2. True. The 4% gain in shares of Altria, following a federal judge's ruling not to impose financial penalties on cigarette manufacturers in a tobacco-industry racketeering case, assisted the Dow's climb on Friday.

3. (a), (b), (c). Retail generally racked up gains generally last week. Shares of Abercrombie & Fitch rose 14.2% on Wednesday after the teen retailer reported a 14% higher second-quarter profit and an unanticipated strong earnings forecast for the year.

Following suit, Ann Taylor reported a record sixfold increase in second-quarter profits on Friday and raised its full-year guidance, although its shares slipped 0.8%.

Shares of Barnes & Noble rose 5.4% after the bookseller opened its own books on Thursday and reported a 23% increase in second-quarter profits, with declining sales offset by lower expenses. Wal-Mart, however, reported a 26% drop in second-quarter earnings on Tuesday, owing to a charge related to the impending sale of its German operations. The company maintained its outlook for the year, while its shares fell 1.2%.

4. Hewlett-Packard. After hitting a new high of $36.73, shares rose 2.1% on Thursday, following the company's report of better-than-expected third-quarter profits, with a 5.3% increase in revenues due to strong printer and laptop sales. The company also raised its fourth-quarter and full-year forecast, and announced approval of a $6 billion share-buyback plan. The news out of CA (formerly Computer Associates) after the market closed on Monday was not so good. The software provider announced a 64% drop in first-quarter profits due to higher expenses, and pledged to cut its workforce by 10%. As proof that Wall Street is largely about managing expectations, shares rose 6.8% the next day.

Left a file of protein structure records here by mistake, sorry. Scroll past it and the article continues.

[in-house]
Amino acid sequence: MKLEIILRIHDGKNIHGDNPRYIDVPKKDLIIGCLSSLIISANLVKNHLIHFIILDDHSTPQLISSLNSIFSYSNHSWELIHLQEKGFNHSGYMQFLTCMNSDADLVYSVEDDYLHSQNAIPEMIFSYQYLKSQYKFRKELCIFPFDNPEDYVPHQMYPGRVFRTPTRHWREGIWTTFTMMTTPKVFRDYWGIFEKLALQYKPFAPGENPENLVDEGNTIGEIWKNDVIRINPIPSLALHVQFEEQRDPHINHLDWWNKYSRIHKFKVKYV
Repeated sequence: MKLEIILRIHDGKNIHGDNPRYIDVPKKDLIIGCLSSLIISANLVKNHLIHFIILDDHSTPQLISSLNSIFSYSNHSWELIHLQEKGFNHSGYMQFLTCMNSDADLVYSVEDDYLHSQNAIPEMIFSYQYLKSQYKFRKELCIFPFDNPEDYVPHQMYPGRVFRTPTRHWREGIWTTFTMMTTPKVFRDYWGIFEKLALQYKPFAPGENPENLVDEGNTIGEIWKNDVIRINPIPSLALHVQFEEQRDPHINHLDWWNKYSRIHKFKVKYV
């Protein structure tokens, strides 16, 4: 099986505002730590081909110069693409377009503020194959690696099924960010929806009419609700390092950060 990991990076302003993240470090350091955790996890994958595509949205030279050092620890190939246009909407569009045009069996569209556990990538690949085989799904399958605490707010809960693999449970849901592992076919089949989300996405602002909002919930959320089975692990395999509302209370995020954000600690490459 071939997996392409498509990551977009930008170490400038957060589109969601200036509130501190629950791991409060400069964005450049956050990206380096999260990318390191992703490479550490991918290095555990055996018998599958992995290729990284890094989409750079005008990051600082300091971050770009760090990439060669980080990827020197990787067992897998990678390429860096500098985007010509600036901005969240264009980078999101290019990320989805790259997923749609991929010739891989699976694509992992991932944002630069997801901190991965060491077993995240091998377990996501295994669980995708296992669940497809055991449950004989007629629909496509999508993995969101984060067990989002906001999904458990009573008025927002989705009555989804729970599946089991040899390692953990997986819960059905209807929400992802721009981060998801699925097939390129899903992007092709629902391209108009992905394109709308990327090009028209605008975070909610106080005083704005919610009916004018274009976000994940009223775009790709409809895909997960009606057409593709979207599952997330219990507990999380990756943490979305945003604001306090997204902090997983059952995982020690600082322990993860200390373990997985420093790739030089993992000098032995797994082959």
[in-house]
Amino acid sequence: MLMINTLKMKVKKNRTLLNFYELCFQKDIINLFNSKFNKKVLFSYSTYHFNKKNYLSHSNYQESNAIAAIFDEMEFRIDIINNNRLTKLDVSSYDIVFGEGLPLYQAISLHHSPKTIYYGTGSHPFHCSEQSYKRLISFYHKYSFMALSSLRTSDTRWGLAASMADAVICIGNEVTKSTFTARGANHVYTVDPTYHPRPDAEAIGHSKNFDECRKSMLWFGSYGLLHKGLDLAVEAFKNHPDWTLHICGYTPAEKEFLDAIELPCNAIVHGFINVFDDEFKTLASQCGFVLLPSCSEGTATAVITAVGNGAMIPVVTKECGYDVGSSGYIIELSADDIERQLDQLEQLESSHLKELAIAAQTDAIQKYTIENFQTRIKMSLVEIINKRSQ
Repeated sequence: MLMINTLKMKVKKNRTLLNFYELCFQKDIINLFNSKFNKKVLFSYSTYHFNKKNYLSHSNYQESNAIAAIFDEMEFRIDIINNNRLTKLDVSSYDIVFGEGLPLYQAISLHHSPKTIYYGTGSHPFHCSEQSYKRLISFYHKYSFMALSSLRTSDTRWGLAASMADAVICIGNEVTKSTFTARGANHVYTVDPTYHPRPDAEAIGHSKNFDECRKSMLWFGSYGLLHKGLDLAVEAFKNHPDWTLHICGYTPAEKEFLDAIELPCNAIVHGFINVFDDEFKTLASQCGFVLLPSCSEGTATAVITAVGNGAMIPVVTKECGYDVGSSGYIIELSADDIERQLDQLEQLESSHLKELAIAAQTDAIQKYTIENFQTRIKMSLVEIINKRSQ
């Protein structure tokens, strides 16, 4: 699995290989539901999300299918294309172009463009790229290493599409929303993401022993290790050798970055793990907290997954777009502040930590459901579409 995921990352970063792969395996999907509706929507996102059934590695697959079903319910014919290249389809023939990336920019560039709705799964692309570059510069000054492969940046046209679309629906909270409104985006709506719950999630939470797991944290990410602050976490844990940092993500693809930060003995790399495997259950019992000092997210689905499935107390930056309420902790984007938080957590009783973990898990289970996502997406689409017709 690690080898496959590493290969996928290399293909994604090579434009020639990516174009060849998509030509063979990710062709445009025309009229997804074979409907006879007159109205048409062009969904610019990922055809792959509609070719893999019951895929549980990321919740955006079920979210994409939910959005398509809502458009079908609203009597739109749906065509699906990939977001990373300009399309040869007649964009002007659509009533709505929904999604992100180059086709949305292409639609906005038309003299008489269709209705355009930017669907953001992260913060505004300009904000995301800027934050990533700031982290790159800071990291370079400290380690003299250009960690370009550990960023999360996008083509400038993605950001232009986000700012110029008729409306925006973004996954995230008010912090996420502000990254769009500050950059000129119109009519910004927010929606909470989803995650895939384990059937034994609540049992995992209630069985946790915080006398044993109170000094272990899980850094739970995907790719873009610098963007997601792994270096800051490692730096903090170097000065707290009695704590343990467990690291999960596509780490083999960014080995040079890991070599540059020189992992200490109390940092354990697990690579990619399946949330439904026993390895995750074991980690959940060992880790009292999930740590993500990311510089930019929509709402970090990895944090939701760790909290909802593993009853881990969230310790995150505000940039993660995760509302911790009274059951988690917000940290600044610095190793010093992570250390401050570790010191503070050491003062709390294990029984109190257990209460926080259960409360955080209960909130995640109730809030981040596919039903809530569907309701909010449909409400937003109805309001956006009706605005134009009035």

5. (a). Last week had fewer definitive deals in the news than usual. Kinder Morgan announced on Monday that it would sell its natural-gas retail distribution operations to a unit of General Electric for more than $710 million, plus working capital to cut debt and buy back stock. The deal is expected to close at the end of 2007's first quarter. Shares of Kinder inched up 0.1%, while shares of GE celebrated the company's entry into the retail gas business by gaining 1%.

Meanwhile, Jones Apparel Group announced on Tuesday that it was pulling itself from the auction rack after failing to find a buyer in its search since March; its shares slipped 0.3%. Rumors that printer R.R. Donnelley is reviewing offers by two leveraged buyout firms helped send the company's shares up 2.2%.

6. True. Merck was dealt two separate headaches on Thursday over its painkiller, Vioxx. First, a New Orleans jury found the company negligent in a Vioxx-related heart attack case and ordered the company to pay the plaintiff $51 million. Later in the day, a New Jersey judge cited new evidence as a basis to throw out a ruling favorable to the company in an earlier Vioxx trial, and ordered a retrial. Shares of the drug maker felt the pain, retreating 5.7%.